Have you ever noticed that your cat is breathing rapidly while sleeping? If your cat is breathing rapidly, it can be a sign of a variety of problems, from stress to heart disease. Cats tend to be subtle in showing signs of illness to their caregivers, so cat groomers need to be extra vigilant to notice symptoms like rapid breathing.
Why is My Cat Breathing so Fast?
Rapid breathing in cats is also known as tachypnea. First, let’s establish what a healthy respiratory rate (breathing) is for a cat. It is usually between 20 and 30 breaths per minute.
To determine your cat’s resting breathing, count the number of breaths she takes while resting. One breath consists of an inhalation (when the chest rises) and an exhalation (when the chest falls). It’s important that your cat doesn’t purr when you count her breathing rate. The sleep rate is usually slightly lower than their resting breathing rate.
Using your phone or a watch, count how many breaths you take in that 30-second period. Then multiply the number of breaths counted by two to find the number of breaths your cat takes in one minute.
Causes of Rapid Breathing in Cats
Rapid breathing in cats is a symptom of a variety of diseases and injuries and should be checked out by your veterinarian immediately.
Some possible causes are:
- emotional stress
- heart disease
- Pleural effusion (abnormal accumulation of fluid in the chest cavity)
- pulmonary edema (the lungs fill with fluid)
- Foreign objects in the windpipe or other airway obstruction
- respiratory infections
- Trauma, exposure to toxins, or injury
- Tumors in the chest or throat
Signs of Rapid Breathing in Cats
If your cat is breathing rapidly, you may notice several signs, including:
- Difficult breathing
- Belly and chest move with every breath
- Loud breathing
- tiredness or lethargy
- Panting or breathing with your mouth open (like a dog)
- A flare-up of the nostrils
- Rapid rise and fall of abdomen or chest
- Blue stained gums
If your cat seems to be breathing faster than normal, look for factors that may be contributing to the condition and eliminate them. For example, if your cat For example, if she has been outside in the hot sun, or if emotional stress or anxiety is a factor, move her to a cooler, quieter place immediately. Make sure she can drink plenty of water.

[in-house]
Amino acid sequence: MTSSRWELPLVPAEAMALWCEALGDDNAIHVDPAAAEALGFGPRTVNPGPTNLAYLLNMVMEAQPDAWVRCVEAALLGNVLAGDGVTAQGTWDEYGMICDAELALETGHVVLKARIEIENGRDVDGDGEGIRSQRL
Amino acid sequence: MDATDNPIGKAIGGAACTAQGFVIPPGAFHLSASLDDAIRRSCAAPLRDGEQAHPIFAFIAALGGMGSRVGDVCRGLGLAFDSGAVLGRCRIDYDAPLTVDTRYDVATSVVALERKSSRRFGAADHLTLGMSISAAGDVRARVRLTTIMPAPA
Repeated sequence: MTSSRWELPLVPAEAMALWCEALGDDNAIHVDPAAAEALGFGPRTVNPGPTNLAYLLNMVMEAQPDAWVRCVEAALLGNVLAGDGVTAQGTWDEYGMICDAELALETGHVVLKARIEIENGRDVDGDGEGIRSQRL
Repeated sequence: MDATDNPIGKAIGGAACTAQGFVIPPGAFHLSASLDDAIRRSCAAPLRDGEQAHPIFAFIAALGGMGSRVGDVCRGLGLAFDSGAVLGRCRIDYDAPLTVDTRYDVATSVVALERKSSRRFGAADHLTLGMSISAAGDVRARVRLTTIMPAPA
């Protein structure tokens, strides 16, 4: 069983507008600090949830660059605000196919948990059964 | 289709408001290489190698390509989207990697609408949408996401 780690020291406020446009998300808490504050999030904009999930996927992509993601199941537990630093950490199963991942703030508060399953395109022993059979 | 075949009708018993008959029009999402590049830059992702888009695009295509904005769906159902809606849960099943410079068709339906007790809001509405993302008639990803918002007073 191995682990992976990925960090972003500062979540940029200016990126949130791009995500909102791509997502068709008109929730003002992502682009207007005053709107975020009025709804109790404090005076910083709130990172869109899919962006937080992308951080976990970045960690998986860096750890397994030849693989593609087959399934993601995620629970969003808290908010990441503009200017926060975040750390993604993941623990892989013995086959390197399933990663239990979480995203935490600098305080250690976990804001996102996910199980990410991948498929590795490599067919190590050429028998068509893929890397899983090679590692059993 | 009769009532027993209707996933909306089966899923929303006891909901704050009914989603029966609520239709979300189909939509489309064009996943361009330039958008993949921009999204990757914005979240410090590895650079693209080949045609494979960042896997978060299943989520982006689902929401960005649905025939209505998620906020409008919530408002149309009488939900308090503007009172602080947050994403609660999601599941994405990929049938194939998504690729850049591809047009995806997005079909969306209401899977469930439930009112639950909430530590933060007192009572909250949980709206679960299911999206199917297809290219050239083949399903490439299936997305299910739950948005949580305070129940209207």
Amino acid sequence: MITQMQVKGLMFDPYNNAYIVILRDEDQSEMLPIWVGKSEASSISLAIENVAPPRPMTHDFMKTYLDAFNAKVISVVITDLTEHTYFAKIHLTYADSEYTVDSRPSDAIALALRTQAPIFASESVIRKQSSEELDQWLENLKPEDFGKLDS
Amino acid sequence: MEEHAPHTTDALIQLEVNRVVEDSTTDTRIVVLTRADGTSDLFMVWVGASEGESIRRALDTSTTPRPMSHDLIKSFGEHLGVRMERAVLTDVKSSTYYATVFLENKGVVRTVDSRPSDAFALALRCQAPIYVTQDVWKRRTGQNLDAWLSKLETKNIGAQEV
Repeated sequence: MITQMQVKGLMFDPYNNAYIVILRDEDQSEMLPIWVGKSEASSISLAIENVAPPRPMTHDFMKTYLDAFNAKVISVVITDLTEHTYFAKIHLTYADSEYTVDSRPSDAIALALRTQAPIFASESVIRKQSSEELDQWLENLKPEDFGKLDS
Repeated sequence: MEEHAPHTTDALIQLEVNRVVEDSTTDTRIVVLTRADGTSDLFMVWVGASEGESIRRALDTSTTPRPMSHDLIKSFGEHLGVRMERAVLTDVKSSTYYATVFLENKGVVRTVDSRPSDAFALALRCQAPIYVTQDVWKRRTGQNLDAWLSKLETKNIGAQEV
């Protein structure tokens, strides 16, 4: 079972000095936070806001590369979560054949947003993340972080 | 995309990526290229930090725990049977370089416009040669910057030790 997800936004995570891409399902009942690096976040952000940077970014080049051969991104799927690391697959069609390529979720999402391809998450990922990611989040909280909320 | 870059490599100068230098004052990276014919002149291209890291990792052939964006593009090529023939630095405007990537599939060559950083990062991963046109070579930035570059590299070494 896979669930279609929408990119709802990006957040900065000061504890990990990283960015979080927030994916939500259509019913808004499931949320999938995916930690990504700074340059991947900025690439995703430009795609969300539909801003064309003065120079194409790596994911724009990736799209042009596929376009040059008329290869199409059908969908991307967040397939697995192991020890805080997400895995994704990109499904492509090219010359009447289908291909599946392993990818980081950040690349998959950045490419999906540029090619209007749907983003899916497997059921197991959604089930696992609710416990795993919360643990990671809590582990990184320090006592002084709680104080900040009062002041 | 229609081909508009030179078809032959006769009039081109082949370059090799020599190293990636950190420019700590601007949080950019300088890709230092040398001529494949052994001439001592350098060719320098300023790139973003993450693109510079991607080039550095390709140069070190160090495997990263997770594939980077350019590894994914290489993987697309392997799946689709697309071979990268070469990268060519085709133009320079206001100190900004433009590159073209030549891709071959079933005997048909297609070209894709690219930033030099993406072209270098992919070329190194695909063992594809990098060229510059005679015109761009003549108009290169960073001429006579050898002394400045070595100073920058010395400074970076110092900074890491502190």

Respiratory rate is an indicator of overall health – if your cat suddenly starts breathing rapidly (more than 30 breaths per minute consistently) while sleeping, this could be an early clinical sign of heart failure. Lower levels are not a cause for concern as long as your animal is otherwise behaving normally.
Also, note that in some cats your veterinarian may consider respiratory rates below 30 breaths per minute to be elevated and abnormal – the correct respiratory rate for your cat should be determined on an individual basis.
Your careful monitoring can help limit your pet’s disease progression, reduce the likelihood of overnight hospital stays, and reduce heart failure treatment costs.
Diagnosis of Rapid Breathing in Cats
If your cat is breathing rapidly, you should consider any factors that could be causing this and remove them from your cat’s environment. Some factors are emotional stress and heat. For example, if your cat For example, if she is panting due to heat, get her out of the heat as soon as possible and make sure her water is available. If rapid breathing persists despite eliminating the possible cause, you should consult a veterinarian.
The vet will perform an exam during which they will observe your cat’s breathing, listen to the chest for signs or abnormalities such as a heart murmur or fluid in the lungs, and check the color of your cat’s gums to see if the organs are being well-oxygenated, and performs a complete examination of the entire body.
Your vet will most likely do blood tests to check for underlying conditions and X-rays and/or ultrasounds to examine the lungs and heart.